NBA Free Agents 2010: Why New York Knicks Shouldn't Shoot For The Stars
Former Denver Broncos' tight end Shannon Sharpe had a reputation for letting his mouth run like a faucet.
Never was this more apparent then in the days prior to Super Bowl XXXIII when he engaged in a rivalry with Atlanta Falcons' Pro-Bowl corner back Ray Buchanan.
Buchanan ripped Sharpe to shreds with his trash talk, saying he looked like Mr. Ed.
When Sharpe was informed of this banter he gave us a response that has since lived in infamy, "I'm not gonna get into a peeing contest with a skunk, you'll lose every time."
As silly as it sounds, Knicks' President Donnie Walsh should take a lesson from Shannon Sharpe here.
The New York Knicks cannot get into a peeing contest this summer, because if they do, they'll lose.
Allow me to make a connection here between Shannon's statement and the New York Knicks' situation:
It's looking more and more likely by the day that this summer's three most highly touted free agents-LeBron James, Chris Bosh, and Dwyane Wade, will be playing their home games away from the Big Apple.
While not giving up hope, (Although it seems like it's about time to start) Walsh has instituted what appears to be a Plan B. He has decided to take his first two recruiting trips to California to meet up with Joe Johnson and Amar'e Stoudemire.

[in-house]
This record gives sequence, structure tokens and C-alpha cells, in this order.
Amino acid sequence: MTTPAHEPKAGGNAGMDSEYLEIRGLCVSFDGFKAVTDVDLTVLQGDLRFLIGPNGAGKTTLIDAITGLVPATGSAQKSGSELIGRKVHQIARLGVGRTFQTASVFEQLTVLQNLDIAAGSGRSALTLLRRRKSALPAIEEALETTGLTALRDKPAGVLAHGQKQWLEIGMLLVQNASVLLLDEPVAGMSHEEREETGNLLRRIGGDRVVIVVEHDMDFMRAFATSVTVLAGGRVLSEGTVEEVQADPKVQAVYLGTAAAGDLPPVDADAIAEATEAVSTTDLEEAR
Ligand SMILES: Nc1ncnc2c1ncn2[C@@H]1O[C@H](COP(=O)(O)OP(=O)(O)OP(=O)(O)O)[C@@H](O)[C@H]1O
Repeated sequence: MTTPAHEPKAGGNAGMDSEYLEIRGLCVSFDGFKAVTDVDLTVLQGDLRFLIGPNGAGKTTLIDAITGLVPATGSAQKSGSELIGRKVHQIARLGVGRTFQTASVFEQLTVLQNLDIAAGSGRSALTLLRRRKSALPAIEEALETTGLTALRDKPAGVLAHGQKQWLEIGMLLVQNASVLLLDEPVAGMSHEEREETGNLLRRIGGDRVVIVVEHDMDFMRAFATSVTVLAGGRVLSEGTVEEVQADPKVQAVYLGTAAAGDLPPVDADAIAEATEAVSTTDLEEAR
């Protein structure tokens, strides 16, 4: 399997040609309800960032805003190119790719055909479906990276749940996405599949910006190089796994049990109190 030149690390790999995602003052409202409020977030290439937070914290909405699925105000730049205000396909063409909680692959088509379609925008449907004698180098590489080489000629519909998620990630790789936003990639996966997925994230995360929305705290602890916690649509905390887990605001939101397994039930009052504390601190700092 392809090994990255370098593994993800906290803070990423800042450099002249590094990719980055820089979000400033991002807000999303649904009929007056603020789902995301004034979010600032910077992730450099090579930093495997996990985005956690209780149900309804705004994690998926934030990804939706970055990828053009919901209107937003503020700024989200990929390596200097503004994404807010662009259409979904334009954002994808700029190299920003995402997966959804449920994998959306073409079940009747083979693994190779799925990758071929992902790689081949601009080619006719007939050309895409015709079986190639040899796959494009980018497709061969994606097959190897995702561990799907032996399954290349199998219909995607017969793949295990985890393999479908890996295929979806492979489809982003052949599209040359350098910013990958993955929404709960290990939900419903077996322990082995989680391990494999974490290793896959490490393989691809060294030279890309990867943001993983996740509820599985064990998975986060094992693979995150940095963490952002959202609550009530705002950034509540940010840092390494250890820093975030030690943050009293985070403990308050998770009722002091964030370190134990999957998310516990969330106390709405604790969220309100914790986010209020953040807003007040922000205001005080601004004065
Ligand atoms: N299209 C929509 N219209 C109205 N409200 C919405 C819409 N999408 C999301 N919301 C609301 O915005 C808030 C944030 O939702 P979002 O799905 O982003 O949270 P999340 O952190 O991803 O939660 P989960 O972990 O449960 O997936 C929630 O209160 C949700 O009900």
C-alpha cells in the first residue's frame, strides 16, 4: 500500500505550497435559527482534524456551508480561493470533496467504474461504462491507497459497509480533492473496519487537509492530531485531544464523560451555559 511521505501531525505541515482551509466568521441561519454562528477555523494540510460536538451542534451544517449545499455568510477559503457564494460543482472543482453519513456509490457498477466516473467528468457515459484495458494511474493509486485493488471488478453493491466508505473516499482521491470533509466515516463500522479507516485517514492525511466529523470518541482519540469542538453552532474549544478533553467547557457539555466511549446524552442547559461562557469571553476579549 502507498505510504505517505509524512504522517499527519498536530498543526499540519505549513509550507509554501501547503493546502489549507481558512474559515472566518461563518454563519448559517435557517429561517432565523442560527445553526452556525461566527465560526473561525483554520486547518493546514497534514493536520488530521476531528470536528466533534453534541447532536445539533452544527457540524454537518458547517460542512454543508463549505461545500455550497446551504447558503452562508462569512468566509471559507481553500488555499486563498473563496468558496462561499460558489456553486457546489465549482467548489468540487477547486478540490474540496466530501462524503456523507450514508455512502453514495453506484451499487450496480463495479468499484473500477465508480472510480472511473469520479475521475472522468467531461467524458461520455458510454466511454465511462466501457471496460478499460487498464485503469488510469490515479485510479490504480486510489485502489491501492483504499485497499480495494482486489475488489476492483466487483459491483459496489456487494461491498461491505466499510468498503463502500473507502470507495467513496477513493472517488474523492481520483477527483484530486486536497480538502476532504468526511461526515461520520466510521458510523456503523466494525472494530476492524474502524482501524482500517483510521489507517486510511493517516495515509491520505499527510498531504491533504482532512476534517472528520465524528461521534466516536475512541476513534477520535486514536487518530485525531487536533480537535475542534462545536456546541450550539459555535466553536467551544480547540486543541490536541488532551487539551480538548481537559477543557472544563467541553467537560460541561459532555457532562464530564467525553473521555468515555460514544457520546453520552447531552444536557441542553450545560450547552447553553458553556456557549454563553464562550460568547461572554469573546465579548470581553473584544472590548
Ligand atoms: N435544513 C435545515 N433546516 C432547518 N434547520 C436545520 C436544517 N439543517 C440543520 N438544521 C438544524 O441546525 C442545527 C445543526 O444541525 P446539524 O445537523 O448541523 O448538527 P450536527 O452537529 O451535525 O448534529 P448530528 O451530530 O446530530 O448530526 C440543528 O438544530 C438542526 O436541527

Joe Johnson and Amar'e Stoudemire. Sounds good, right?
It is good, but simply not good enough . Do you really think a Johnson/Stoudemire led team is anywhere near good enough to get past Miami's squad consisting of Dwyane Wade/(insert two "max" free agents here) or Chicago's LeBron/Rose/Bosh or Boozer trio come playoff time?
In seeing the Bulls and Heat acquire big names, acquiring Johnson and Stoudemire would be the Knicks attempt at matching the talent brought in by the aforementioned teams.
It would be the Knicks getting into a peeing contest with a skunk.
The Chicago Bulls and Miami Heat will become the NBA's skunks this summer, and Donnie Walsh must learn that he cannot contend with them by landing superstar talent, because his superstars (Joe Johnson and Amar'e Stoudemire) will only be outdone by their's (Wade, Bosh, LeBron, Rose, etc.).
Walsh has freed up about $36 million for this summer.
In NBA Free Agency terms, this is known as, "enough money to offer two 'max' contracts."
However, the New York Knicks have an opportunity to flip the script. Rather than bringing in two maximum contract players that will never be good for more than a first round playoff exit anyway, the Knicks should use this $36 million to fill out a roster consisting of good-but-not-great players.